The brightest possible timeline for the Mariners does not include much Andrew Romine. He’s the quintessential 25th man, and a backup to regulars at a lot of positions that hopefully won’t need many days off.

He’s like Taylor Motter with a haircut or Willie Bloomquist without the cult following.

He’s like my dentist, in that I’m happiest when I don’t have to see him.

Ryon Healy: Acquired November 15, 2017 for Emilio Pagan and Alexander Campos

In the itty-bitty sample size of the last four games, Healy is mashing .353 with a 1.471 OPS and four home runs. For a bottom of the lineup presence, Healy contains scary power. His coming out party in Cleveland felt like the day when the new kid finally endears themselves to the rest of the class. Hopefully those good feelings can continue all year.

In other news…

Nick Rumbelow: Acquired November 18, 2017 for JP Sears and Juan Then

Rumbelow was picked up in a “my apples and carrots for your cookies” lunchroom swap. While it probably makes sense to hang on to the fruits and vegetables, the tantalizing upside of cookies is hard to turn down.

In 40.1 innings last year with the Yankees’ AA and AAA teams, Rumbelow flashed a tasty 1.12 ERA, 0.79 WHIP and 10.0 K/9. His walk rate experienced a slight uptick after jumping from AA to AAA and facing better hitters. But in over twice as many innings at the higher level, he posted a worm-burning 60.0% ground ball rate, a sharp increase from 39.1% at AA.

Nerve problems in his neck have kept the 26-year-old from pitching at any level this year, but Rumbelow could still undoubtedly become a useful part of a Mariner bullpen in the near future. As always, giving up young prospects can come back to bite, but Rumbelow is much closer to being big league ready – and contributing to a team in playoff position – than the youngins he was exchanged for.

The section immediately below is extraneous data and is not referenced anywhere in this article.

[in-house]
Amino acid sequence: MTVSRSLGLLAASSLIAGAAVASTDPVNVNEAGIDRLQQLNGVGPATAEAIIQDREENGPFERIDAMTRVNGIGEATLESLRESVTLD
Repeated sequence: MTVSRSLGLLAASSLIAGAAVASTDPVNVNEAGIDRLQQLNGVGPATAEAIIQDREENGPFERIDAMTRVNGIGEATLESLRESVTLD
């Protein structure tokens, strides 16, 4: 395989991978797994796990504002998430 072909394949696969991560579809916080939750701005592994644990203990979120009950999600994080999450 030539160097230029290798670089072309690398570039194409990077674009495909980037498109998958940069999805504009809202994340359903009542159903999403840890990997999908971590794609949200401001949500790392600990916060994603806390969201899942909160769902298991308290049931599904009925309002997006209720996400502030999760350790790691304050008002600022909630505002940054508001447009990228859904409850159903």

JP Sears has admittedly shown promise (as much as one can in 11 innings of A ball). He’s piled up 14 strikeouts to just one walk and has a 1.64 ERA, but again, these are the low levels of the minor leagues. Even if he never dons a Mariner jersey this year, Rumbelow is much more valuable to the M’s in a win-now window than Sears is. Juan Then was literally born in the year 2000 and is ticketed to start the season soon with the Pulaski Yankees of the Appalachian League. Let’s not worry about him until he’s at least of legal drinking age.

Dee Gordon: Acquired December 7, 2017 for Robert Dugger, Nick Niedert, Chris Torres

~Mariners also received international slot money in the deal

I’ve written about Dee on two separate occasions already, as he has the inside track on grabbing the “Most Fun Mariner to Watch” crown. Except for a brief 2-for-21 slump in late April that torpedoed his batting average from .325 to .277, the newly-minted Mariner leadoff hitter has been an absolute ray of sunshine.

In shaking off the cobwebs – and the haters – over the past five games, Dee has his average back up to .342. Everything we were promised about Gordon’s abilities (stolen bases, bunt base hits, elite GIFs), has been delivered. While the international slot money didn’t ultimately help the Mariners land Shohei Ohtani, sweet Dee is already outpacing him in WAR, and lapping him in Swag Above Replacement.